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Supply Chain News: Will an Uber Model Work for Manufacturing Machine Time?

 

MakeTime is Linking Need for Production with Available Equipment Across Network of 800 Shops, but Challenges Remain

April 11, 2017
SCDigest Editorial Staff

With the huge success of Uber (taxi like services) and Airbnb (hotel like services), entrepreneurs have been looking at replicating the basic model to a wide swath of other sectors and applications, from truck freight transportation (Convoy) to home handyman services (Homey).

So it was inevitable that someone would find a way to try to make it work for manufacturing capacity, an area at once ripe for such digitization yet at the same time with a number of barriers to success.

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Rightly or wrongly, there is still a huge industry orientation to the manufacturing industry.


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A company called MakeTime, a startup launched by architect turned manufacturing entrepreneur Drura Parrish in Lexington, Kentucky, is hoping it has cracked the code.

The service is targeted at companies and individual needing relatively short production runs, maybe even as just a requirement for a single unit of something that has to machined in some way to be produced.

The jobs may be too small to attract the interest of larger contract manufacturers, which don’t want to go through the cost and hassle of taking on a new customer or order for jobs that won’t extend over some reasonably long horizon.

So finding smaller shops that have the capability and the availability to take the order is a problem, usuallt requiring lots of phone calls and emails, waiting for bids to come back, and trying to sort through those responses in terms of cost and lead times. The process is challenging and cumbersome enough for US domestic sourcing; other complexities and uncertainties enter the equation if a company looks offshore.

But at the same time, much US production equipment is sitting idle on any particular day. Overall, the Federal Reserve estimates current US factory utilization at 75.4%, below its long run average of 78.4%. But that includes of course many large factories that may run more full bore, especially in process industries such as chemicals that may operate 24 x 7.

Some estimates say US production equipment sits idle about 50% of the time.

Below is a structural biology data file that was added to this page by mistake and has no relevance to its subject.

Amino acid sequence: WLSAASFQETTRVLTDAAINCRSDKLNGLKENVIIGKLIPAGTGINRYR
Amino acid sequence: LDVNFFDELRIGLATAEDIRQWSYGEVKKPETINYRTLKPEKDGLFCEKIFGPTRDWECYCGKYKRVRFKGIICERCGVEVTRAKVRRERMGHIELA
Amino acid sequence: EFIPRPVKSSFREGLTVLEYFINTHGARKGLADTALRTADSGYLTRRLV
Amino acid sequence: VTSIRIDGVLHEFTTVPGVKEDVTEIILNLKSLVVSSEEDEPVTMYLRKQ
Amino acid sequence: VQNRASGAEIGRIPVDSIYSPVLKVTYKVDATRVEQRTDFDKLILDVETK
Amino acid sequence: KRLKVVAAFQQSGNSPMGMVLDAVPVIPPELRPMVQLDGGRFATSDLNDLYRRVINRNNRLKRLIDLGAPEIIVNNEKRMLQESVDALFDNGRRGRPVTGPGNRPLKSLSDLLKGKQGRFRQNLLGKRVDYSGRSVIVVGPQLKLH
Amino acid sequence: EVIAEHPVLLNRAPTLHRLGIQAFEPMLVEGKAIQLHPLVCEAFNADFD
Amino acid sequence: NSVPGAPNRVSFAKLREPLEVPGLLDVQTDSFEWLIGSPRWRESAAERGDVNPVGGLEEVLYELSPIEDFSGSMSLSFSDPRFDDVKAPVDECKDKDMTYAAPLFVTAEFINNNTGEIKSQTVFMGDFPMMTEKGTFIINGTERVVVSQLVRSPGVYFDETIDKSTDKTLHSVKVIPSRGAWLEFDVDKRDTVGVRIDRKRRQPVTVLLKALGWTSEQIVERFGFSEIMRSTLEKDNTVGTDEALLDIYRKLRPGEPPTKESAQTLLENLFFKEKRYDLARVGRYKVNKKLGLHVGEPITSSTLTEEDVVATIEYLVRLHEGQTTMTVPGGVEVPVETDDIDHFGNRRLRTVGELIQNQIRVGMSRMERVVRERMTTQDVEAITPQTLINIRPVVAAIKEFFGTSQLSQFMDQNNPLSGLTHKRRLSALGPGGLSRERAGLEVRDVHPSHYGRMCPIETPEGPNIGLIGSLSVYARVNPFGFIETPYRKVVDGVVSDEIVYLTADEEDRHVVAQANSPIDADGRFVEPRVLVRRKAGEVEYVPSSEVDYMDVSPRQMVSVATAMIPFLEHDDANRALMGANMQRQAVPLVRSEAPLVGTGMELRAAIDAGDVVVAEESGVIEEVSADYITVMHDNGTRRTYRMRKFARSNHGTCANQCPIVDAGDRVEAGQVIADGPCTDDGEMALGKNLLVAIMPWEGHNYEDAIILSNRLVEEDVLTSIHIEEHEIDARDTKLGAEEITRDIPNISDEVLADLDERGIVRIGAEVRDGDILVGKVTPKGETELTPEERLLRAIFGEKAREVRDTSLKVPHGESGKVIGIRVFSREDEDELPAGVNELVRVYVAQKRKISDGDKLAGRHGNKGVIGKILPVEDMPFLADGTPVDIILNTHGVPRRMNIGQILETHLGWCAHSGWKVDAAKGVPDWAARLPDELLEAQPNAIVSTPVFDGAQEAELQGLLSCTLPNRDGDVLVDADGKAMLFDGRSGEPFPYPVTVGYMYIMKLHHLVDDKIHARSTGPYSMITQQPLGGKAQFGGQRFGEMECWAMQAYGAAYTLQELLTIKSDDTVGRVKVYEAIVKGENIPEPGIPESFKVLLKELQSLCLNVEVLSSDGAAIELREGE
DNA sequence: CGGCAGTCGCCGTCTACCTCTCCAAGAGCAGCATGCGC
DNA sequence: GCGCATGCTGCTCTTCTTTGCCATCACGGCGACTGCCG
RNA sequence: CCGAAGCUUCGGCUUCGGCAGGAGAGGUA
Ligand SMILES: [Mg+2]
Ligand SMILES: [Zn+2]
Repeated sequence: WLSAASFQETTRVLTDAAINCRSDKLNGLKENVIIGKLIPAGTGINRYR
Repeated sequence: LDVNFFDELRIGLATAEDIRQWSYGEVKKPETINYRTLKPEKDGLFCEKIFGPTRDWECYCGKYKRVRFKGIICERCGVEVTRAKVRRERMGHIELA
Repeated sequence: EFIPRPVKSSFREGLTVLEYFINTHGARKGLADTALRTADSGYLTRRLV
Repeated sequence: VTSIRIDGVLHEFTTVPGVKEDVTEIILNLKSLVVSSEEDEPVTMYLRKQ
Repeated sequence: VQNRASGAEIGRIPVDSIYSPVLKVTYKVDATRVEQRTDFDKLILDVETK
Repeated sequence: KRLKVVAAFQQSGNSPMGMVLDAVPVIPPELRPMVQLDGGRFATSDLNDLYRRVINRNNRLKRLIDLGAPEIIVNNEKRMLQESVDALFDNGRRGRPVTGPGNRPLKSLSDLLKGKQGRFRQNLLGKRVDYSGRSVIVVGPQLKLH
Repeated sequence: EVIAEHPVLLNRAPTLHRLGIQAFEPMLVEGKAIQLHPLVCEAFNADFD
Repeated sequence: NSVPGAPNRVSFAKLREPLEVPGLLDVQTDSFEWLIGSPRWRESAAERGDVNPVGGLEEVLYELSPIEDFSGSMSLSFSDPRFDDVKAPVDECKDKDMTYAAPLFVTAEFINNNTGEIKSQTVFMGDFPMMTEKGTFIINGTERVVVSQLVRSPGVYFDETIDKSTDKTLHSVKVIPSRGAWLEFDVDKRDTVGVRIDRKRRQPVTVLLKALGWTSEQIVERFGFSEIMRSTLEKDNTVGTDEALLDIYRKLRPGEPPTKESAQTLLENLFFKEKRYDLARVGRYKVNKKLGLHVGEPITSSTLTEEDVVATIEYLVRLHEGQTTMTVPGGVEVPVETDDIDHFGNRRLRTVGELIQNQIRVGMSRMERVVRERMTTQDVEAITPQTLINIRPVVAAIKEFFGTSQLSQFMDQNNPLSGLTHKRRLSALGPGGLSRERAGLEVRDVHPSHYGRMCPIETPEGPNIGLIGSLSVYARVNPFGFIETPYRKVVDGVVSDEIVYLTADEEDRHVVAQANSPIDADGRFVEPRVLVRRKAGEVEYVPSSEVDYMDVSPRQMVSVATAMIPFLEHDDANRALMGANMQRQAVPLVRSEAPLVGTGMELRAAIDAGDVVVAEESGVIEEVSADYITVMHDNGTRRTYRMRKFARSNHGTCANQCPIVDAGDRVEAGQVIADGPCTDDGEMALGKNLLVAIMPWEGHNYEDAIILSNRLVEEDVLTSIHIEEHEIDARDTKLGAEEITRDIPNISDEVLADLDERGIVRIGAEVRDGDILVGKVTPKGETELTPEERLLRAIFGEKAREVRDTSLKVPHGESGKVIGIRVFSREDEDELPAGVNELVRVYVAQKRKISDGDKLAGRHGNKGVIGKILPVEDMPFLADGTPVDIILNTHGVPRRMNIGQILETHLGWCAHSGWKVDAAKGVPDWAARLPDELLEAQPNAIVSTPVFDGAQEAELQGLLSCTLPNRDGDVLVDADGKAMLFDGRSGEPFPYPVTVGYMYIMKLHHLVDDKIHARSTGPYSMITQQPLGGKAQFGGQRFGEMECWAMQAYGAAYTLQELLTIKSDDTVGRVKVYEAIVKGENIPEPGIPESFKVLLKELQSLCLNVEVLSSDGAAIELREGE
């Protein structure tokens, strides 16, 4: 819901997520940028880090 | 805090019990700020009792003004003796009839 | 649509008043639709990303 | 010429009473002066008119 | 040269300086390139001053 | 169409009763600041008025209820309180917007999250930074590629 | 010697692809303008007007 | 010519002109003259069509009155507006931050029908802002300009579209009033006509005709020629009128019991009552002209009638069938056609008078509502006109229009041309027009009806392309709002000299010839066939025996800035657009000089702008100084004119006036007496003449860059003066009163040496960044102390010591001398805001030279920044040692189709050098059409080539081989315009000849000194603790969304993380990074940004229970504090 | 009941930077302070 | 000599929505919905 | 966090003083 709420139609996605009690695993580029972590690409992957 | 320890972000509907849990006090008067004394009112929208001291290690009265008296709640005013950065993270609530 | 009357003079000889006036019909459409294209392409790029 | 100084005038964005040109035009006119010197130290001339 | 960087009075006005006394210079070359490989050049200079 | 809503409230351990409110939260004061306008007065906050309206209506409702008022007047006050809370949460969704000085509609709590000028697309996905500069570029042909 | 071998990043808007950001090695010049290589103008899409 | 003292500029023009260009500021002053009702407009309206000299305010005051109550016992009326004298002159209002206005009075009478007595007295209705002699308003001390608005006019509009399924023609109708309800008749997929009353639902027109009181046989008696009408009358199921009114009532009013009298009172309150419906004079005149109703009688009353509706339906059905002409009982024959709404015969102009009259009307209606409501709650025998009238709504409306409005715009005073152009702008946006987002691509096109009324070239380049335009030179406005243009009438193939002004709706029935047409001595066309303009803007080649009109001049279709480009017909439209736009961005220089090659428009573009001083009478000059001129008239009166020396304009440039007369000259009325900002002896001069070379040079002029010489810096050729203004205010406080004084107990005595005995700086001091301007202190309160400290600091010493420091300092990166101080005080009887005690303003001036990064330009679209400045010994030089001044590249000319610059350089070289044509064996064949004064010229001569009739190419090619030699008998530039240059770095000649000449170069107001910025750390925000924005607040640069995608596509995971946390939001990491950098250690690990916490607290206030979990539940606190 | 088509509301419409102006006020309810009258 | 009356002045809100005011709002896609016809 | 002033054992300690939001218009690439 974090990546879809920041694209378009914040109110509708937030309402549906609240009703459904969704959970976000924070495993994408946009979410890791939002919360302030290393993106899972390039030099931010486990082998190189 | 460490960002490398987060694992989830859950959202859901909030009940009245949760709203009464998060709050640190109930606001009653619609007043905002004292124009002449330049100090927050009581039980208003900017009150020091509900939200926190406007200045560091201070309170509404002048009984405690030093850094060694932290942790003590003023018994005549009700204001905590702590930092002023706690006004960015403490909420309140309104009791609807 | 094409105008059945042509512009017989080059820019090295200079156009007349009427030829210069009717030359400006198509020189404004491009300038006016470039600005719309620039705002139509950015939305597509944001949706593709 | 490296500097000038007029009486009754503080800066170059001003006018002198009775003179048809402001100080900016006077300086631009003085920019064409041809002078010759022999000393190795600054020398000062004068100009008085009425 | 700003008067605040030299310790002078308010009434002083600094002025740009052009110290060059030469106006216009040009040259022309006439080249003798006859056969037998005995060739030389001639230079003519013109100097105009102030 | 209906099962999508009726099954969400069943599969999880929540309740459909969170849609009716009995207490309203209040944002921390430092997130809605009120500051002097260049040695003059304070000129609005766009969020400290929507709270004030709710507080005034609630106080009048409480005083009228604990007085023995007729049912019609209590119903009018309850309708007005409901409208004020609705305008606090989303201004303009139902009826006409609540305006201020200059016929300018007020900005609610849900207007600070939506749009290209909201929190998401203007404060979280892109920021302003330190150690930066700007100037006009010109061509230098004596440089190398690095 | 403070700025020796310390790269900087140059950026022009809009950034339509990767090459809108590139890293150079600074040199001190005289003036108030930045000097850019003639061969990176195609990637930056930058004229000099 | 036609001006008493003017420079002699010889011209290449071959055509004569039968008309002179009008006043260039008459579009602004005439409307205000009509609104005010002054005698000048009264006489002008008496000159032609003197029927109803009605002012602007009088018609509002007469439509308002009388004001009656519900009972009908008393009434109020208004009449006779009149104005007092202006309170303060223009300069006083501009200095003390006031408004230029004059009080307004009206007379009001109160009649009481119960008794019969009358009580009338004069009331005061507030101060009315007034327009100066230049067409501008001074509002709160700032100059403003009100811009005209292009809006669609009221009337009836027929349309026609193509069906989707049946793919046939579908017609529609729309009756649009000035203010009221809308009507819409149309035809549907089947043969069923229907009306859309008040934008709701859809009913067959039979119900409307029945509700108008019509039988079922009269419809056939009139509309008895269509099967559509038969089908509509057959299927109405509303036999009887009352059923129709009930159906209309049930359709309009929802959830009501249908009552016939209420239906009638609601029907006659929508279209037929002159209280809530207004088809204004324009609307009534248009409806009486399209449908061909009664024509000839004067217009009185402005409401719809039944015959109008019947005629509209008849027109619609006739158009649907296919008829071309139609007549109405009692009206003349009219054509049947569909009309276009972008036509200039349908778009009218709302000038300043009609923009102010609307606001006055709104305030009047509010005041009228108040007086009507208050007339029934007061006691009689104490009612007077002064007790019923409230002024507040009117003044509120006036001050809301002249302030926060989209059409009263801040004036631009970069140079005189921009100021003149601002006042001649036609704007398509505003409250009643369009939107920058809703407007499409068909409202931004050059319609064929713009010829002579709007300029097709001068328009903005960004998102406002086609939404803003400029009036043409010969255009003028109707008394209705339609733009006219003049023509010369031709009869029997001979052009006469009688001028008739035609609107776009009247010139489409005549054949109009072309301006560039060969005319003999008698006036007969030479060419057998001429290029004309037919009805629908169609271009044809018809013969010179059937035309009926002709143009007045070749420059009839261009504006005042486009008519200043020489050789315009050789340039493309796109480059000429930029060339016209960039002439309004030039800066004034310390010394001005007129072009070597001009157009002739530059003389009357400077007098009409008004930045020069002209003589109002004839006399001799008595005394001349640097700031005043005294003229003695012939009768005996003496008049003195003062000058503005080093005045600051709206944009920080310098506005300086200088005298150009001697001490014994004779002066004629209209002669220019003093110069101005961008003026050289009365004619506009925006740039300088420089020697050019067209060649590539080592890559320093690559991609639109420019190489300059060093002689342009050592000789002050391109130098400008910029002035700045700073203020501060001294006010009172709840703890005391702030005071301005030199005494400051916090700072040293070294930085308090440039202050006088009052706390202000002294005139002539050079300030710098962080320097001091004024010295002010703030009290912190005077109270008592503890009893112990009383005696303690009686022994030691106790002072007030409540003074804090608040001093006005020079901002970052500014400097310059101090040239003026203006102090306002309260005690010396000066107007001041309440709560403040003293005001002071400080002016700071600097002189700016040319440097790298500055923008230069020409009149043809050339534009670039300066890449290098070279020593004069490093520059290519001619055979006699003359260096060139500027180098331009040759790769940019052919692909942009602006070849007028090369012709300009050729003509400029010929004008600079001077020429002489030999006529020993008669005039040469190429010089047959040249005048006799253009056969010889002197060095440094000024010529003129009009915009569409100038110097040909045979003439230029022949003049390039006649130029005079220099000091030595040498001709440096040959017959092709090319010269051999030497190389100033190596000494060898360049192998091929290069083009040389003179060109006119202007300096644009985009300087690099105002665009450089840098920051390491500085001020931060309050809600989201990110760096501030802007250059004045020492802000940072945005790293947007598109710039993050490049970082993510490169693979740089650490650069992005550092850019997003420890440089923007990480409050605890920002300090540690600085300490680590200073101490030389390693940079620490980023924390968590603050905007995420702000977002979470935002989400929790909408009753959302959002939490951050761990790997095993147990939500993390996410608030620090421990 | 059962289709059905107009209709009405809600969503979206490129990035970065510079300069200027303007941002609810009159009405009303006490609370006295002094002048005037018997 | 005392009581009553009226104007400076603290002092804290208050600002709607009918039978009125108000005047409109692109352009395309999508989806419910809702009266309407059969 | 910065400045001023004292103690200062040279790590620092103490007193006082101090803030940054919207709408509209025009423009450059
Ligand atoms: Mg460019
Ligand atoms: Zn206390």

So, can a service that can link demand to those idle machines be a success? 3D printing is one approach to the problem, with a growing number of services arising that can produce parts rapidly using additive manufacturing, under a concept increasingly referred to as "on-demand" or "distributed" manufacturing.

3D printing will be an important part of the future, that seems certain (see GE Makes Major Strides in 3D Printing, as Advances in Metals-Based Composition Opens Up Many New Applications), but for now and certainly for many years, many items will still need to be manufactured the old fashion way, with CNC milling machines, water jets, laser cutters and more.

So, MakeTime was created. It began by renting blocks of idle time from machine shops to artists and designers, and then later to business owners and original equipment manufacturers (OEMs).

It has managed to digitally connect so far with about 800 manufacturers, which provide their production equipment and capabilities and undergo a qualification process.

Companies needed production services upload their requirements in terms of CAD drawings or other files, required lead times (rush, standard, or flexible), etc., and MakeTime matches that need with one or more manufacturers in its network, providing a complete quote that spells our production, materials and logistics-related costs.

Its web site says that "Our proprietary matching algorithm makes sure your order gets placed with the best machine shop for the job every time."


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An article in Quartz magazine says that for now, companies using on-demand manufacturing are doing so cautiously - often for small, non-critical parts, with orders in low volumes.

There are many reasons to be cautious. Rightly or wrongly, there is still a huge industry orientation to manufacturing – a company specializes say in production for the automotive or aerospace sector and does not venture outside that industry.

Quality is also a concern. Qualification relative to quality processes is generally a big factor in selecting a supplier – and at an order specific level that sort of goes out the window with the MakeTime model.

However, on its web site the company says "MakeTime bonds every order that crosses our platform, which means we truly offer a 100% quality guarantee. If you’re unsatisfied, your parts will be remade or reworked at no additional cost to you. We take careful measures upfront to ensure both parties understand the scope of work. When issues do arise, we solve them promptly."

"It’s extremely nascent, I would say in its infancy as a concept," says Justin Rose, managing partner at Chicago-based Boston Consulting Group, told Quartz. "I find it hard to believe that a major automotive supplier would at some point have a production line entirely running [leased production facilities]."

There are challenges for sure, but MakeTime says it can significantly reduce the cost and/or lead time of many manufacturing orders, and if it can do that with quality results, an Uber for the manufacturing sector just might take off.

What do you think of the MakeTime model? Can it work? What are the key challenges? Let us know your thoughts at the Feedback section below.

 

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